HELLMICH, Collector of Internal Revenue, v. HELLMAN (two cases).
276 U.S. 233
48 S.Ct. 244
72 L.Ed. 544
HELLMICH, Collector of Internal Revenue,
HELLMAN (two cases).
Nos. 299, 300.
Argued Jan. 4, 5, 1928.
Decided Feb. 20, 1928.
The Attorney General and Mrs. Mabel Walker Willebrandt, Asst. Atty. Gen., for petitioner.
Mr. Henry H. Furth, of St. Louis, Mo., for respondent.
Mr. Justice SANFORD delivered the opinion of the Court.
The two Hellmans brought these suits against the Collector to recover additional income taxes assessed against them for the year 1919, under Title 2 of the Revenue Act of 1918,1 and paid under protest. They recovered judgments in the District Court, which were affirmed by the Circuit Court of Appeals. 18 F.(2d) 239 and 244.
The question here is whether the gains realized by stockholders from the amounts distributed in the liquidation of the assets of a dissolved corporation, out of its earnings or profits accumulated since February 28, 1913, were taxable to them as other 'gains or profits,' or whether the amounts so distributed were 'dividends' exempt from the normal tax.
Section 201(a) of the Act (Comp. St. § 6336 1/8 b) defined the term 'dividend' as 'any distribution made by a corporation * * * to its shareholders * * * whether in cash or in other property, * * * out of its earnings or profits accumulated since February 28, 1913. * * *' Section 201(c) provided that:
'Amounts distributed in the liquidation of a corporation shall be treated as payments in exchange for stock or shares, and any gain or profit realized thereby shall be taxed to the distributee as other gains or profits.'
Section 216(a) being Comp. St. § 6336 1/8 h, provided that for the purpose of determining the 'normal tax upon the net income of an individual (section 210 (Comp. St. § 6336 1/8 e)), there should be allowed as a credit the 'amount received as dividends from a corporation which is taxable * * * upon its net income.'
Treasury Regulations 45, which were promulgated under the act, stated on the one hand, in article 1541, that for the purpose of the statute 'dividends' comprise distributions made by a corporation to its stockholders 'in the ordinary course of business, even though extraordinary in amount'; and, on the other hand, in article 1548, that:
'So-called liquidation or dissolution dividends are not dividends within the meaning of the statute, and amounts so distributed, whether or not including any surplus earned since February 28, 1913, are to be regarded as payments for the stock of the dissolved corporation. Any excess so received over the cost of his stock to the stockholder, or over its fair market value as of March 1, 1913, if acquired prior thereto, is a taxable profit. A distribution in liquidation of the assets and business of a corporation, which is a return to the stockholder of the value of his stock upon a surrender of his interest in the corporation, is distinguishable from a dividend paid by a going corporation out of current earnings or accumulated surplus when declared by the directors in their discretion, which is in the nature of a recurrent return upon the stock.'2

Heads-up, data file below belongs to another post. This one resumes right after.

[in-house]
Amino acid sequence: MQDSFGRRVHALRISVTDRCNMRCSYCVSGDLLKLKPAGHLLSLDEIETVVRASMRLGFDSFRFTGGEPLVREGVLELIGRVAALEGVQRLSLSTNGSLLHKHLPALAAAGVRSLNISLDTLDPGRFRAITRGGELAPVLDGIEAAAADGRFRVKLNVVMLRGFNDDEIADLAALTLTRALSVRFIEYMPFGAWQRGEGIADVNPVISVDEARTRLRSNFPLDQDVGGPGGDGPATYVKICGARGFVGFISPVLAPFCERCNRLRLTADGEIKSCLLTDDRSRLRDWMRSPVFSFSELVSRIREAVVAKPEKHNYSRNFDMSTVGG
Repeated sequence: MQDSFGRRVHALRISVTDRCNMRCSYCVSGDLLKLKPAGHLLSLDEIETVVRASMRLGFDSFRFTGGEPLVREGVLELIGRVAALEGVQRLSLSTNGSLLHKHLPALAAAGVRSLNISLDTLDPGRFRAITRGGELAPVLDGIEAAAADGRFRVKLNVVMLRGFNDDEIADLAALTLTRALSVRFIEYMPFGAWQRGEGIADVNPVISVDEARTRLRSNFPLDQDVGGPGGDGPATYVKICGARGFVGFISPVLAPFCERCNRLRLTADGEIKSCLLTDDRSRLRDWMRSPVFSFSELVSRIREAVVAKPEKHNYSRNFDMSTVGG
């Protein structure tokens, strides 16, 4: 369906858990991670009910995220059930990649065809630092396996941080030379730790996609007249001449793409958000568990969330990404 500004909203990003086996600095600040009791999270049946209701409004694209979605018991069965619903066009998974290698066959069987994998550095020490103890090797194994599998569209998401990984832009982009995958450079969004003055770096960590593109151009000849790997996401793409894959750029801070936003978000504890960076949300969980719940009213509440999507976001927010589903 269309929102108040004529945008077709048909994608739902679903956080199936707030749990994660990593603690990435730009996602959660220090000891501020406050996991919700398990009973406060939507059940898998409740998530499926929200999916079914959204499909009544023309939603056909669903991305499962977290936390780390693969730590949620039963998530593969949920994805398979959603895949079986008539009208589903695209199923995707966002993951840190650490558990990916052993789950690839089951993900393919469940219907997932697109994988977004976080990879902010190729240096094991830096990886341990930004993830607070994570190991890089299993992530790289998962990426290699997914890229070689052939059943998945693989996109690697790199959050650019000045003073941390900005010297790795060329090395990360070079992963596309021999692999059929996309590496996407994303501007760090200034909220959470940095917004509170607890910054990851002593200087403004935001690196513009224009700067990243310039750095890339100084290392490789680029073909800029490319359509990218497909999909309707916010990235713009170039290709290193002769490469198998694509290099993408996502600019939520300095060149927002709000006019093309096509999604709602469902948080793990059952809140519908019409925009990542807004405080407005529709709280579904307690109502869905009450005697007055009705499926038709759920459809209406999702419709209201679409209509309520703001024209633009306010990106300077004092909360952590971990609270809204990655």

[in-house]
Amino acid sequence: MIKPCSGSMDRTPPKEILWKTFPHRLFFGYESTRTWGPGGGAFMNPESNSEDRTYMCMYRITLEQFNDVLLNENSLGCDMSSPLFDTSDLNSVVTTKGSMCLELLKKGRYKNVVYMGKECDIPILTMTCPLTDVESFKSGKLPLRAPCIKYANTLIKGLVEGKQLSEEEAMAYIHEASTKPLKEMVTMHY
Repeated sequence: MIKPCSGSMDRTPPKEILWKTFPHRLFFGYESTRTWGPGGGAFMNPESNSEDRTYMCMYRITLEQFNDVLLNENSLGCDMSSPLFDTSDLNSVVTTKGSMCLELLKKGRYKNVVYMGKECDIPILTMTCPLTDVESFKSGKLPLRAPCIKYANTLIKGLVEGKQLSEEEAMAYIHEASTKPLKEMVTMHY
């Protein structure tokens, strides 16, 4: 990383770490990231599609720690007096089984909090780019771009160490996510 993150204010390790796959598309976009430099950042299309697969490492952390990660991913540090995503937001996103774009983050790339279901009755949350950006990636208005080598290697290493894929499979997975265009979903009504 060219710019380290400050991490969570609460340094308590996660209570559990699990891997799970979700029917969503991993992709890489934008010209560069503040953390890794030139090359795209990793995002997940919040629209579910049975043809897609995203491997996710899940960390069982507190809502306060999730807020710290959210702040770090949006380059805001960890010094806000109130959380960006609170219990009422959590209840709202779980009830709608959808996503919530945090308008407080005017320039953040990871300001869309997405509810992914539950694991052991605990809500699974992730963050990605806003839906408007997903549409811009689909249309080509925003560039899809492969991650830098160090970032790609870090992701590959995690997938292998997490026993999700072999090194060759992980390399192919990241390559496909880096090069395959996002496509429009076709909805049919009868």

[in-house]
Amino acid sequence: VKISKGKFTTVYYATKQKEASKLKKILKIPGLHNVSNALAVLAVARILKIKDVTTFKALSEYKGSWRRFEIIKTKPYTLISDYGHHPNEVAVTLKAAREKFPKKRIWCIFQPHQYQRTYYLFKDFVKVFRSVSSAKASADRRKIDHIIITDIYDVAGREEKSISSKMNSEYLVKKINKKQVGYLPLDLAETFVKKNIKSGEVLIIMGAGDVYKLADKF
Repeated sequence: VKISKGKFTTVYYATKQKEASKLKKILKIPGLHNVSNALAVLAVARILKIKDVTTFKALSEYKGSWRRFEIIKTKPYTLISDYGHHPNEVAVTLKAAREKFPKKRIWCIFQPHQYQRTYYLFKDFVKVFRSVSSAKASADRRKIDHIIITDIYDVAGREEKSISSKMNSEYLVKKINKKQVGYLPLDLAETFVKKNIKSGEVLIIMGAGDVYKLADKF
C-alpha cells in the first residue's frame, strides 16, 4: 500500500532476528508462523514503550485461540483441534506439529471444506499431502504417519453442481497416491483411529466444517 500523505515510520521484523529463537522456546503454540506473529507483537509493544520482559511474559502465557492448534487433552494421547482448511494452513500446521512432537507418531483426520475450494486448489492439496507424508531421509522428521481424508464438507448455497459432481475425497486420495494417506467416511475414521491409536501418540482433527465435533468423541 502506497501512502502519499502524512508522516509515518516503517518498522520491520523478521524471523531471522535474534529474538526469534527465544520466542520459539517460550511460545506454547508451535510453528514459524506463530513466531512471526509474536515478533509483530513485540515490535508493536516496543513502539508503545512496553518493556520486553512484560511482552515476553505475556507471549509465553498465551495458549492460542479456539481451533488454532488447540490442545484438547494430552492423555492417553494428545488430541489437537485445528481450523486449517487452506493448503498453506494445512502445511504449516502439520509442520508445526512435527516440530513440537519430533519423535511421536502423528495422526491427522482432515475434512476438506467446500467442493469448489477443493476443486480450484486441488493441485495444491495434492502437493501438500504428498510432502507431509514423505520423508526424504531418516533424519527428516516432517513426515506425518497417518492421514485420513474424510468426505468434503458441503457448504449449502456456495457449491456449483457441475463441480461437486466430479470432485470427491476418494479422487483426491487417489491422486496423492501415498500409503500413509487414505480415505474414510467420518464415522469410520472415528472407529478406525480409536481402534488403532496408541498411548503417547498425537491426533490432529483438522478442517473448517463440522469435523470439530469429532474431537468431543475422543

These Regulations, with a change made in 1921 as to the second sentence of article 1548,3 are still in effect so far as distributions in liquidation under the act are concerned.
Each of the Hellmans owned one-half of the capital stock of a corporation which had a net surplus of $46,466.27, of which at least $31,545.58 consisted of earnings and profits accumulated since February 28, 1913. In 1919, the corporation was dissolved and liquidated and its assets were distributed to the stockholders. In this liquidation each of the Hellmans realized a gain of $15,004.55 in the distribution made out of the earnings and profits accumulated since February 28, 1913. Each in his income tax return claimed that this was a 'dividend' which under section 216(a) being Comp. St. § 6336 1/8 h was to be credited on his net income for the purpose of the normal tax. The Commissioner of Internal Revenue, ruling these were gains subject to the normal tax, disallowed the claims and made the additional assessments here involved.